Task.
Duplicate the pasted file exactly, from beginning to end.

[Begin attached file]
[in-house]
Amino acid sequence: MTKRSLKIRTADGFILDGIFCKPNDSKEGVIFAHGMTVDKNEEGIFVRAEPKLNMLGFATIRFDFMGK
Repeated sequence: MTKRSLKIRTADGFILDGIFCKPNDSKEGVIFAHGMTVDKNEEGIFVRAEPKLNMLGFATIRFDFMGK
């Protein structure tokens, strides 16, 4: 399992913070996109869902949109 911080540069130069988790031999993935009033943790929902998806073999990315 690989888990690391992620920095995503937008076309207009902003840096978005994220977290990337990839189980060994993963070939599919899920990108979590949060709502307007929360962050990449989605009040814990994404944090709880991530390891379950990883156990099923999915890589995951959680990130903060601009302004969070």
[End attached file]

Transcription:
[in-house]
Amino acid sequence: MTKRSLKIRTADGFILDGIFCKPNDSKEGVIFAHGMTVDKNEEGIFVRAEPKLNMLGFATIRFDFMGK
Repeated sequence: MTKRSLKIRTADGFILDGIFCKPNDSKEGVIFAHGMTVDKNEEGIFVRAEPKLNMLGFATIRFDFMGK
């Protein structure tokens, strides 16, 4: 399992913070996109869902949109 911080540069130069988790031999993935009033943790929902998806073999990315 690989888990690391992620920095995503937008076309207009902003840096978005994220977290990337990839189980060994993963070939599919899920990108979590949060709502307007929360962050990449989605009040814990994404944090709880991530390891379950990883156990099923999915890589995951959680990130903060601009302004969070």